Over time the sliding glass door track accumulates dirt and grime. This slows down your door considerably.
Use a toothbrush or wire brush to clean the inside of the sliding glass door track. I tried using a toothbrush at first but then switched over to the wire brush I use for cleaning my golf clubs. If you know someone who golfs you could borrow this kind of wire brush from them.
Once all the dirt is cleared from the track use a vacuum to suck it up.
Step 2: Lubricate the Sliding Glass Door Track
Use WD-40 or a silicone based lubricant and spray the entire track.
As some fans of Home Repair Tutor know, I love using Blaster’s Garage Door spray lubricant because it’s silicone based and doesn’t attract dirt buildup. It costs about $5 and can be found at any Home Depot or Lowes here in the states.
Make sure to wipe up any overspray that lands on the floor. It will create quite a slippery surface.
Step 3: How to Adjust Sliding Glass Door Rollers for a Smoother Ride
Inside a standard sliding glass door there are adjustable rollers that help it slide back and forth on the track. There are holes on your sliding glass door that conceal the adjusting screws to these rollers.
On my door the holes had plastic plugs in them. I used a steak knife to pry the plugs loose. There are two sets of rollers on each side of the sliding glass door.
I used a phillips head screwdriver to turn the roller adjusting screw. This adjustment screw will move the roller height up or down and thus, your sliding glass door height will go up or down by as much as 1/4 inch or 1/2 cm. Tinker around with the roller screws to see if the door glides better when it’s at a lower or higher height.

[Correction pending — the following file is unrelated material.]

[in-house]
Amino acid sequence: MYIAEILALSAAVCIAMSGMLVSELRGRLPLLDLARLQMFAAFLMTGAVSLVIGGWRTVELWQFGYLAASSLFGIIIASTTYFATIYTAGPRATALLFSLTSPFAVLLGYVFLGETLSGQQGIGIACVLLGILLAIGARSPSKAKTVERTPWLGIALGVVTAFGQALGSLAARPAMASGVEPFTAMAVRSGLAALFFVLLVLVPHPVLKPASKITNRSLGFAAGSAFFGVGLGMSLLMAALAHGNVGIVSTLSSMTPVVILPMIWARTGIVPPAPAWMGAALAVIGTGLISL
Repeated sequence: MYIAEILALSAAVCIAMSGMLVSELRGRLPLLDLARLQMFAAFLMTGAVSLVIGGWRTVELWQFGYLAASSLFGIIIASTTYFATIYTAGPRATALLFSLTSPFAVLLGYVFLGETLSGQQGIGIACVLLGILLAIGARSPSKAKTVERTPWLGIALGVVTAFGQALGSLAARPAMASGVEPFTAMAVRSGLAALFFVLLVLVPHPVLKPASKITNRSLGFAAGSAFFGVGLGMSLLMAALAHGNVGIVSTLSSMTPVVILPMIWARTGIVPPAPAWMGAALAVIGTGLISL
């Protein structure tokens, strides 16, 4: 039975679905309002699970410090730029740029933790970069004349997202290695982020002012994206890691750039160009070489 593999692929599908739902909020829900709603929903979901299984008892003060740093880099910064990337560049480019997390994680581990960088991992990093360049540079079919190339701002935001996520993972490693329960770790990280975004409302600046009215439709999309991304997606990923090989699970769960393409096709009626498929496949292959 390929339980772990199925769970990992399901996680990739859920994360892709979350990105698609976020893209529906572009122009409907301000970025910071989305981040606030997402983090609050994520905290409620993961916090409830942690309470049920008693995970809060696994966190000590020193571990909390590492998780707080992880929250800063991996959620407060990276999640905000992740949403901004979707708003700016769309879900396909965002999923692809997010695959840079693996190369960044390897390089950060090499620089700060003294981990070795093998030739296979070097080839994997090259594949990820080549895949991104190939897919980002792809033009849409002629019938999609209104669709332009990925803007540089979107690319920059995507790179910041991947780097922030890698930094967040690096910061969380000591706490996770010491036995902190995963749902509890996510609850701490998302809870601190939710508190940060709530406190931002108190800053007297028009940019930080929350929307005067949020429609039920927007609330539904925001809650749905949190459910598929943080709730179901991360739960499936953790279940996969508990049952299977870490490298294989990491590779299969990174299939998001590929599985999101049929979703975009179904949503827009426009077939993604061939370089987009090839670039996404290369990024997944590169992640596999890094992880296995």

At this point it may not be a bad idea to spray some lubricant into the adjustment screw opening. This will help the sliding glass door rollers operate a bit better.
Our other tutorial shares how to update sliding glass door hardware without spending tons of money.
Grab our free guide if you’re doing a DIY bathroom remodel – it shares how to remodel a bathroom in 10 days or less
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Patio Door Adjustments
To adjust your Andersen® gliding patio door:
1) Remove the caps located on the interior bottom rail of the door
2) Insert a flat blade screwdriver, turning the screwdriver clockwise to raise the panel and counterclockwise to lower the panel (see image)